When did assuming that we all have this amazing knowledge occur, leaving no more room for grace?
How can we preach to the unsaved that God forgives all, that there is hope, and it doesn’t matter what you did, but then turn on our fellow believers with such aggression that makes the unsaved scared to come in?
As a matter of fact a family friend that is not a Christian posted a pretty intense post against Christians in response to some reactions to a recent ruling. One of the sentences she wrote says, “The amount of hatred I’ve seen on my timeline this past week is literally scary.”
Personally, I have never been drawn into someone when they are being rude, aggressive, or demeaning, why would others be? Even in our permitted ability to express our opinions, they should be expressed as just that, opinion, not fact and definitely not something that makes people feel terrible or afraid to disagree if they fall into the category of your negative opinion.
Here is what I know:
We are meant to study the Word. 2 Timothy 2:15 states, “Be diligent to present yourself approved to God, a worker who does not need to be ashamed, rightly dividing the word of truth..”
We are to be open to correction. Proverbs 10:17 says, “He who keeps instruction is in the way of life, but he who hates correction goes astray.”
We are to teach and be taught. 2 Timothy 3:16-17 says, “All Scripture is breathed out by God and profitable for teaching, reproof, for correction, and for training in righteousness, that the man of God may be complete, equipped for every good work.”
2 Timothy 2:23-26 say, “But avoid foolish and ignorant disputes, knowing that they generate strife. And a servant of the Lord must not quarrel but be gentle to all, able to teach, patient, in humility correcting those who are in opposition, if God perhaps will grant them repentance, so that they may know the truth, and that they may come to their senses and escape the snare of the devil, having been taken captive by him to do his will”.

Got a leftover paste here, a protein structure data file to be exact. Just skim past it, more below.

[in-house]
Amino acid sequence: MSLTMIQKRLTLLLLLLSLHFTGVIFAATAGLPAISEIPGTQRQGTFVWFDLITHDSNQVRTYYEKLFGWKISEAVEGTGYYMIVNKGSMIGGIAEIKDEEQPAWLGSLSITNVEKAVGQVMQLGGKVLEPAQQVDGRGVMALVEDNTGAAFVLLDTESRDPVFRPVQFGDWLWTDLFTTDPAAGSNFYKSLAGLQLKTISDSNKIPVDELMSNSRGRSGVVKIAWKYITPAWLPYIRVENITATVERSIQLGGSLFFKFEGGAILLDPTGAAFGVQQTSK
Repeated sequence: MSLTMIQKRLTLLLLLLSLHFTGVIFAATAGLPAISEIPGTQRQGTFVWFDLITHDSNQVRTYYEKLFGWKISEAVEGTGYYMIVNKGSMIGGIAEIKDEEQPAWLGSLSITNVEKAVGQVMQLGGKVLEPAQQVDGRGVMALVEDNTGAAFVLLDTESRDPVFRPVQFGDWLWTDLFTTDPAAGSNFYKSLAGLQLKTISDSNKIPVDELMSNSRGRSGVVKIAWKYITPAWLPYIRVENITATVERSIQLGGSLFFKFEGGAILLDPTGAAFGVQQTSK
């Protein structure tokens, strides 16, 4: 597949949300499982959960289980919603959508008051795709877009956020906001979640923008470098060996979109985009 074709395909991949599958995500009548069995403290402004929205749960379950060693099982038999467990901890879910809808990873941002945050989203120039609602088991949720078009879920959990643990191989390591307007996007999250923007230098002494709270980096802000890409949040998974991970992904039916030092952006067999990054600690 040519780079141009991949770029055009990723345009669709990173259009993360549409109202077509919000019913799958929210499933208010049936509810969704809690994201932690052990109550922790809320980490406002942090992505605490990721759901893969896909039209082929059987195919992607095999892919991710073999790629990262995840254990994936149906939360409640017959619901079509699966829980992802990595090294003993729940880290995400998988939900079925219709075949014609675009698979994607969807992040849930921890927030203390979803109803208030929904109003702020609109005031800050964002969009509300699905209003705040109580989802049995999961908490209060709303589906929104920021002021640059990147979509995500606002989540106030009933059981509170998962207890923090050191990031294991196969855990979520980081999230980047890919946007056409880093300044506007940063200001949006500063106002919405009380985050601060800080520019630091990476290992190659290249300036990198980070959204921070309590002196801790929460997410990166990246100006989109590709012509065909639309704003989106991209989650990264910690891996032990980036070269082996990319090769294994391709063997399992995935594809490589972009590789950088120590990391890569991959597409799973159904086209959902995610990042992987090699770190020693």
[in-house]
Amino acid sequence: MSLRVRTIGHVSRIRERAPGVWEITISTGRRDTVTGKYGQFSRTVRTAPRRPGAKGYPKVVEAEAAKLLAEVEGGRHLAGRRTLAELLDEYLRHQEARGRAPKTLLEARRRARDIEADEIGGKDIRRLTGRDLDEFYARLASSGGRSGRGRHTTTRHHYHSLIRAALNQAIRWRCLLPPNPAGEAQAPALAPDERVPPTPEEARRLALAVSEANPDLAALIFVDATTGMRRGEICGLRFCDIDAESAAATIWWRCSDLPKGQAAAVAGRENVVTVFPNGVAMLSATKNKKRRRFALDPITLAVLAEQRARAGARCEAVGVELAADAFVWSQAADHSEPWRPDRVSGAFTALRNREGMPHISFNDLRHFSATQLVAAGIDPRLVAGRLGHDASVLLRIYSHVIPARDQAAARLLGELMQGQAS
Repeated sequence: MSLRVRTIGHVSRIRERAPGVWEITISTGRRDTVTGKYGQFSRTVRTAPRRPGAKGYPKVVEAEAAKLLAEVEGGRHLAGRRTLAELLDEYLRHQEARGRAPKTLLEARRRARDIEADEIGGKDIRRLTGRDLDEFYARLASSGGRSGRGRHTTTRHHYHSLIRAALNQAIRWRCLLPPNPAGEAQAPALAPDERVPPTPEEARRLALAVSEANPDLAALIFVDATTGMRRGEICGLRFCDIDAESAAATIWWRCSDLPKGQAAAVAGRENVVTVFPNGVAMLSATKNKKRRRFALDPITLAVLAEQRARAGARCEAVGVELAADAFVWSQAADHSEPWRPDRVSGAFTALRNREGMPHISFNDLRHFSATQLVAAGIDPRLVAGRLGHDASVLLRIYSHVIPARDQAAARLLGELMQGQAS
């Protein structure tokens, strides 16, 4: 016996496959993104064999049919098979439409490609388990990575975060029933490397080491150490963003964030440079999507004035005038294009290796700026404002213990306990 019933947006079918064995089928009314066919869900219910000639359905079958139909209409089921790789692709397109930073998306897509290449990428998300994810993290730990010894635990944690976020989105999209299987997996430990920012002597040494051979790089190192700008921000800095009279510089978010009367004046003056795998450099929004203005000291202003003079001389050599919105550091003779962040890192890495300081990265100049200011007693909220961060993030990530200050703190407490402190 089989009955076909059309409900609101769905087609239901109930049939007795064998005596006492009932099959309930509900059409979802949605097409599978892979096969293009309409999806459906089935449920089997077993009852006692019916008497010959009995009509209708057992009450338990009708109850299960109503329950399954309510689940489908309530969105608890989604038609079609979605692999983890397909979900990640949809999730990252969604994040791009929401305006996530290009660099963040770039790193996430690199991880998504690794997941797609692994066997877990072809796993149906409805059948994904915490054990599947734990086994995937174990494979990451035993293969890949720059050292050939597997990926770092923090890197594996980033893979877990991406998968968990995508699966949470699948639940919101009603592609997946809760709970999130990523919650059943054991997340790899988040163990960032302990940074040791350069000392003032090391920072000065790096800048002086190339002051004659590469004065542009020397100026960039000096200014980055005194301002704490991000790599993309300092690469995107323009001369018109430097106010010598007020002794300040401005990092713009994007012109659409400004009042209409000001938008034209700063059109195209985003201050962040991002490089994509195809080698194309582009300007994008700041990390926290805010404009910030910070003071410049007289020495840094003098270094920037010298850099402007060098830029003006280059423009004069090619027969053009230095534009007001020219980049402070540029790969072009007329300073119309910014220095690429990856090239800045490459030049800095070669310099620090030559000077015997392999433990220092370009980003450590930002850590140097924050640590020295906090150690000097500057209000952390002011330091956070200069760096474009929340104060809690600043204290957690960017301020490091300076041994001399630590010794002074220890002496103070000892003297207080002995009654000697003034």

In my opinion, those last verses describe perfectly how we are to execute the above as Christians:
We are in a place of leadership and constant example, whether we or interacting in person with our friends, in full time in ministry, or are stay at home moms using social media to connect to the “outside” world. My “friends” that see my posts, when I choose to make any statement, I am leading them, whether that is my intent or not. If we wear the title of Christian, we are responsible for what we say and do and it should always draw people closer to the Lord, not push them away. The Bible says we are a light to the world and an example to other believers.
Philippians 2: 14-15 says, “ Do all things without complaining and disputing, that you may become blameless and harmless, children of God without fault in the midst of a crooked and perverse generation, among whom you shine as lights in the world”.
1 Timothy 4:12 says, “Let no one despise your youth, but be an example to the believers in word, in conduct, in love, in faith, in purity.”
We need to work diligently to become who Christ has designed us to be.
But if a fellow believer is struggling or misunderstands something, we should walk alongside them, in love and grace. Love and grace do not eliminate the responsibility as Christians to be bold with each other but it certainly does invite us into a safe place to learn, repent and grow. And in regards to an un-believer, our treatment to them, direct or not, is just as valuable as it is to each other.